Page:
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Cairo by G. Willow Wilson

1/04/2011. Contributed by Ewan Angus

Buy Cairo: A Graphic Novel in the USA - or Buy Cairo: A Graphic Novel in the UK

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Cairo: A Graphic Novel by G. Willow Wilson and M.K. Perker. pub: DC Comics. 160 page hardback. Price: $24.99 (US), $29.99 (can). ISBN: 0978-1-4012-1140-0.

check out websites: www.dccomics.com and www.vertigocomics.com

Cairo is one of the world’s most understated metropolis. It is a city that flaunts a vast history whilst hiding a sardonic wit. Behind the sandblasted walls there is a society that us westerners struggle to comprehend. I visited the city a few years ago and it terrified me. The streets swirled with dust and debris, everyone was shouting, everything was different. In my own clouded vision of democratic society I see everything that isn’t tidy, priced and relatable to as my enemy. It is not the country’s fault, its mine.

This is a problem that G. Williow Wilson attempts to rectify with the standalone graphic novel ‘Cairo’. With the aid of M.K. Perker on art, Wilson, a journalist who has spent years in Cairo, has constructed a fantasy story that intertwines socio-political strife with thousands of years of historical myth. Featuring a cast of seven, the story weaves its way through Middle Eastern politics whilst appealing to a western world with its anti-heroic characters.



One of the characters admits very early on to heading to Egypt purely so he could head to Gaza and blow himself up. Yeah, that’s right one of the main focus characters is a wannabe suicide bomber. The other characters are an Egyptian drug runner, an Israeli soldier on the wrong side of the line, a spoilt Orange county brat, a super-liberal journalist and a Djinn or, to you and I, a genie. He lives in a hookah, one of those big tube smoking things that people always think would make a great souvenir but due to size restrictions and not having a bloody clue how to use it mean they don’t actually make good souvenirs at all.

As for the overall plot? Well in practice and on the blurb it seems like a great, liberal read soaked in political furore whilst burning with mythological mystery. Unfortunately, this isn’t quite how it reads. Yes, it is a good read, got good art and all gets wrapped up pleasantly. The young kid who wants to blow himself up finds that it’s easier to find peace through peace as opposed to violence and the drug runner finds the courage to stop running. It’s all very happy ending.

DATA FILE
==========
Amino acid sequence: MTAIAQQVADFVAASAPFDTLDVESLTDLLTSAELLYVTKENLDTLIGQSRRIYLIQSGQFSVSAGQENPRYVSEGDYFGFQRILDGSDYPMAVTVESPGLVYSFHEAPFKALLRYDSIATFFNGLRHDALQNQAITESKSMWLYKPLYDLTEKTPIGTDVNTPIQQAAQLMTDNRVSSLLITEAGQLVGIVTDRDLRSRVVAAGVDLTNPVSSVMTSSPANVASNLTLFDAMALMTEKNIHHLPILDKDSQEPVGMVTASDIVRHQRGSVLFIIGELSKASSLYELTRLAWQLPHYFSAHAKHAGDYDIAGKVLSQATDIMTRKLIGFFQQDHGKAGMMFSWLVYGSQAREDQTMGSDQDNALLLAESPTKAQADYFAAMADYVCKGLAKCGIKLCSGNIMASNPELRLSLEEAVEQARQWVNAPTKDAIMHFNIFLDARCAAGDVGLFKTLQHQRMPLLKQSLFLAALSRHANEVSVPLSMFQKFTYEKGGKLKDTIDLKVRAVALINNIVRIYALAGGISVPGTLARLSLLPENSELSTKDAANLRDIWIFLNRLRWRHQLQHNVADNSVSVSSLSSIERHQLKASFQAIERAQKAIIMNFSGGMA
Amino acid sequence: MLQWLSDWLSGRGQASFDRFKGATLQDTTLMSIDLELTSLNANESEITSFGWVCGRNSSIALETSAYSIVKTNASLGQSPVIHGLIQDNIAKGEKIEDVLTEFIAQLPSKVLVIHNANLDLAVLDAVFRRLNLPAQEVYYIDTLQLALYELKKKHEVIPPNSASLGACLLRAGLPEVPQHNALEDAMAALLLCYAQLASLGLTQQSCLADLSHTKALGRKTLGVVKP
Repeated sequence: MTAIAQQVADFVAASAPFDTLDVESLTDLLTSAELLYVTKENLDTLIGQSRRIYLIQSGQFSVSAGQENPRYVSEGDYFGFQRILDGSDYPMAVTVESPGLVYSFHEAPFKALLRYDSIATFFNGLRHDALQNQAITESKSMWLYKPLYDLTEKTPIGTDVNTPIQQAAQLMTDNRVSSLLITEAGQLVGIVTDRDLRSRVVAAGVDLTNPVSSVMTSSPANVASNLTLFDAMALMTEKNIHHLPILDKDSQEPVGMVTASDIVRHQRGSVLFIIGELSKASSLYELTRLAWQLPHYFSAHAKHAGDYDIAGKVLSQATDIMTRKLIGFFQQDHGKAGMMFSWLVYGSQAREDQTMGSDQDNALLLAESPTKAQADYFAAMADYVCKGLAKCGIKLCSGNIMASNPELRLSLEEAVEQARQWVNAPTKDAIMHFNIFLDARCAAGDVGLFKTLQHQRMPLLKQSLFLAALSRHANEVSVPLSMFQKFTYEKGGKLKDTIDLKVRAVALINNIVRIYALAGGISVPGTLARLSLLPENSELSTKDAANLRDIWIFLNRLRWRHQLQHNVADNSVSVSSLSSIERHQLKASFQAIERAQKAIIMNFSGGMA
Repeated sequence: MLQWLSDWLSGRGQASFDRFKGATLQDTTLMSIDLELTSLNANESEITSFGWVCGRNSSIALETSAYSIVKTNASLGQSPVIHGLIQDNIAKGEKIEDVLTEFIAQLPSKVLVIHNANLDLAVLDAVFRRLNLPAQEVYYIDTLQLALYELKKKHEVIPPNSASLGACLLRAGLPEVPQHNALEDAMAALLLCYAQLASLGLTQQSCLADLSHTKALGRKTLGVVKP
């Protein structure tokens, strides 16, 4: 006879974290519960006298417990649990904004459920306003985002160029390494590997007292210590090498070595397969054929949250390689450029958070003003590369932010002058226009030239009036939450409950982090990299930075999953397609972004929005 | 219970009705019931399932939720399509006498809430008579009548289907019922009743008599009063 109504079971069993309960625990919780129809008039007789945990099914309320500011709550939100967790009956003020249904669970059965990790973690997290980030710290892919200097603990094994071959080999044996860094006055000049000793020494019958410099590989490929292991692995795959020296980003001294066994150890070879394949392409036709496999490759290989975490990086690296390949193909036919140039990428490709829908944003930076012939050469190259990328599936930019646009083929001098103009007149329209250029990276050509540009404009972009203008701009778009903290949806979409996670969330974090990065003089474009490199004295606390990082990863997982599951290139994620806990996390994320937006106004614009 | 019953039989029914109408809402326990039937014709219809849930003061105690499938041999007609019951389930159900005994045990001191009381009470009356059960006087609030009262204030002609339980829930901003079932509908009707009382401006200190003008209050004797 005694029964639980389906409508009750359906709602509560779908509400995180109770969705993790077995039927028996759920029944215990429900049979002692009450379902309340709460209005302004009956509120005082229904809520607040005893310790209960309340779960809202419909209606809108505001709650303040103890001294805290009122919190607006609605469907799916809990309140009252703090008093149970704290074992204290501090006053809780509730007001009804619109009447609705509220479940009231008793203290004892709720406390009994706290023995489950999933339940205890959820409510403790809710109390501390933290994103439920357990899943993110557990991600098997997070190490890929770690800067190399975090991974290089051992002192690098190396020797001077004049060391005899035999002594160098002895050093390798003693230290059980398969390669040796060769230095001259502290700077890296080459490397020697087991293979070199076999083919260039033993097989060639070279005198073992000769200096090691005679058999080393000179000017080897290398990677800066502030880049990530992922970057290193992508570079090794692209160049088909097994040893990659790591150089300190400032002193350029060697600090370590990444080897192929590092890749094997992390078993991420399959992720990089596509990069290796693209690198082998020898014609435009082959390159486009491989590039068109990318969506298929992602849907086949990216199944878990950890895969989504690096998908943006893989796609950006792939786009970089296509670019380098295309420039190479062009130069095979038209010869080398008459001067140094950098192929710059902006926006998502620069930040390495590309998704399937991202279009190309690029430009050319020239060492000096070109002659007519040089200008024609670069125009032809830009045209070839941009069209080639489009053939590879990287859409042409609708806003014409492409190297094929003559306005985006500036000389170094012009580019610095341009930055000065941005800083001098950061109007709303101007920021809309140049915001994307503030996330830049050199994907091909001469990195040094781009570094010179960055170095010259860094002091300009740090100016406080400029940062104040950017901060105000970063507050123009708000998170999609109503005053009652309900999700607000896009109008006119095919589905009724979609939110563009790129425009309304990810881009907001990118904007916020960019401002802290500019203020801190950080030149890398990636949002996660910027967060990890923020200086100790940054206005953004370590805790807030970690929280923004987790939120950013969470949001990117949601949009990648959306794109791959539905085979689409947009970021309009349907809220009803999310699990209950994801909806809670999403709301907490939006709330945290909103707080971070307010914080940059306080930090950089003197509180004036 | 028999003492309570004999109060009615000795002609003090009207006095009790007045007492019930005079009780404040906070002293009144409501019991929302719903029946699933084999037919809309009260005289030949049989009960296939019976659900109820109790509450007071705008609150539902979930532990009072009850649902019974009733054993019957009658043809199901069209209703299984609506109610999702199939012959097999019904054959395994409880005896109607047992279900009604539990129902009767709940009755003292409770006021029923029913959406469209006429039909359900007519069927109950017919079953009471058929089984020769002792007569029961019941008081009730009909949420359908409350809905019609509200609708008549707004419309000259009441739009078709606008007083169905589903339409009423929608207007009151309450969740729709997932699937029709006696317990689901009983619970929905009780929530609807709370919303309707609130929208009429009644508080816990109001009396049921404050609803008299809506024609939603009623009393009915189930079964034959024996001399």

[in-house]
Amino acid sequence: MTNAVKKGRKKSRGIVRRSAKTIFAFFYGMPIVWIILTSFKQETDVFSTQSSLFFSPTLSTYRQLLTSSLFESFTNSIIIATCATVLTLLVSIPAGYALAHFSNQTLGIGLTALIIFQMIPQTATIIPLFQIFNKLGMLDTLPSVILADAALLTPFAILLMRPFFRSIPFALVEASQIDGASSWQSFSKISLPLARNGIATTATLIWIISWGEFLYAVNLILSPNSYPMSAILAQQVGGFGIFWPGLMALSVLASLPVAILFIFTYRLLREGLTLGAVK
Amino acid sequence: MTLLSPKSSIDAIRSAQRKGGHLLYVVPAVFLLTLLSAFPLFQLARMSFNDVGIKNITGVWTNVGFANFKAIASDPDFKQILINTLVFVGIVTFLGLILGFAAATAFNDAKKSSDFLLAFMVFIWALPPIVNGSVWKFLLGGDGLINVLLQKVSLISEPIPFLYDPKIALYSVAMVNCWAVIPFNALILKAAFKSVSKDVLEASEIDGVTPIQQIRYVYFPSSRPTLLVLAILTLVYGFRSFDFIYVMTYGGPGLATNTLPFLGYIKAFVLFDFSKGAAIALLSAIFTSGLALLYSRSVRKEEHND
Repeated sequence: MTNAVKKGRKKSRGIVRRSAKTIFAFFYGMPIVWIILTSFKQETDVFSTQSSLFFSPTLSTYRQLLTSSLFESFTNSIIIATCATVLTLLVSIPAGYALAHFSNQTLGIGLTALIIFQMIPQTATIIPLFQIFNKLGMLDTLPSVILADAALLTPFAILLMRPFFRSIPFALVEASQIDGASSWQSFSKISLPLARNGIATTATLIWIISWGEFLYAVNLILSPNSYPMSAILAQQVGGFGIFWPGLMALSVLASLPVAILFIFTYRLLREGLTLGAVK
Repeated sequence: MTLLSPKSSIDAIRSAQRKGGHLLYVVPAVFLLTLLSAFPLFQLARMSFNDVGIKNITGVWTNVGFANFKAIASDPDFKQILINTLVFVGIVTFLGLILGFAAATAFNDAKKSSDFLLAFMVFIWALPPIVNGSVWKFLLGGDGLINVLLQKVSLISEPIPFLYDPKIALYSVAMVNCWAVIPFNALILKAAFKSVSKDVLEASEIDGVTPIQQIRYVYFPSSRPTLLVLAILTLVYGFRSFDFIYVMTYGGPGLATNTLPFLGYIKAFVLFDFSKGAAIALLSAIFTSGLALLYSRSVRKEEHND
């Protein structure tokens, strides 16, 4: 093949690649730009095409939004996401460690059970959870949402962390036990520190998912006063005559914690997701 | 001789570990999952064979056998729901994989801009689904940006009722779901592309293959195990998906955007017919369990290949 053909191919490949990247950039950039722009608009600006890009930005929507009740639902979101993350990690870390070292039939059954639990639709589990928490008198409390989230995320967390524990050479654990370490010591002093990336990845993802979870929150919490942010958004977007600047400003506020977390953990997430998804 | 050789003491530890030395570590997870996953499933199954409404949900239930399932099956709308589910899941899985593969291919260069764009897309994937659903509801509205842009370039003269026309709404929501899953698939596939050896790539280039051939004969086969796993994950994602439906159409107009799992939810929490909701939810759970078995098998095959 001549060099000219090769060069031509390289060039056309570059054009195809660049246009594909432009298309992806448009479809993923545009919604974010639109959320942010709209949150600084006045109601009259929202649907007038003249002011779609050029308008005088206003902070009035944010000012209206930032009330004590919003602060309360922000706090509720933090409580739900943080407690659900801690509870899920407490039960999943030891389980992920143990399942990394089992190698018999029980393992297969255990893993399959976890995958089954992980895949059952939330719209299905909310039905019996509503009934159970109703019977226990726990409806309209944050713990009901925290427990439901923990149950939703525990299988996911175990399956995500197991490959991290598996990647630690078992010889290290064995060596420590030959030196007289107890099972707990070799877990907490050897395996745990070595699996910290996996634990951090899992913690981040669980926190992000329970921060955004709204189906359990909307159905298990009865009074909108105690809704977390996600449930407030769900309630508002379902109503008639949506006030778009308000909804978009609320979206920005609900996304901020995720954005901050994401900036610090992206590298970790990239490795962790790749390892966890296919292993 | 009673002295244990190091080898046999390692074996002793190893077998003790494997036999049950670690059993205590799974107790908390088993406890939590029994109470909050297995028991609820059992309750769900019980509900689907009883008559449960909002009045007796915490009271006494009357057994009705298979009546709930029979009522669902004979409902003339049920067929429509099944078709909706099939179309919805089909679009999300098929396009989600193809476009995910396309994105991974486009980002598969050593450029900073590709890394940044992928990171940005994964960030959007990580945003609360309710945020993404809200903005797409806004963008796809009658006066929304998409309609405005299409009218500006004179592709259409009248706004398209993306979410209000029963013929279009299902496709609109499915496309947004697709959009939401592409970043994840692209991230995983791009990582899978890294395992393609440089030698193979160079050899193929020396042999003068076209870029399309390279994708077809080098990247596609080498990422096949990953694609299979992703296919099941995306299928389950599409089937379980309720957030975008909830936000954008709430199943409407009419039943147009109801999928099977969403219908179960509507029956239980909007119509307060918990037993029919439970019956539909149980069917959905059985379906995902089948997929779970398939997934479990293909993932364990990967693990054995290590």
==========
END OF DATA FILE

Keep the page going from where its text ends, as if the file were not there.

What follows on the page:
That however is the biggest problem with this. It’s a done in one. A nicely contained stand-alone piece. Which it shouldn’t be! There is way too many ideas clinging to the fringes of flying carpets to be pushed, ahem, under the carpet. It needs more depth and more back story. There are three demons introduced who spend most of the time alluding to past escapades. Now I may be sticking my ignorance out in the open here by mistaking these allusions as back story when they are in fact established myth. Either way, I want more in these pages. I don’t want to have to rely on wikipedia’s terrible grasp of mythology to enjoy a graphic novel. Maybe it’s just me being lazy.

My next qualm is the name of the novel: ‘Cairo’. Surely when in a graphic novel there should be massive sweeping city views, familiar landmarks or at least descriptive imagery, there is very little. It’s all very vague. The characters are beautifully rendered and each have a great believability to how they look, along with how they are described. There is also a great scene in which characters break the fourth wall, not to talk to the reader, but to pass items through the boxes and the layout. It works amazingly.

So why couldn’t there be more city imagery? I want Gormenghastian images, not vague whitewashed walls that seem to adhere to the west’s stereotypical image of the Middle East.

I wanted to love this graphic novel, unfortunately I just ended up liking it for what I wanted to love about it.

Of course, during the time I spent on this review the country went to a kind of political hell and decided to oust their own evil overlord. So good for you, Egypt. As for you, Cairo, you still terrify me. That’s exactly why I’ll see you again. Oh and the hardback cover looks amazing when you take off the sleeve.

Ewan Angus

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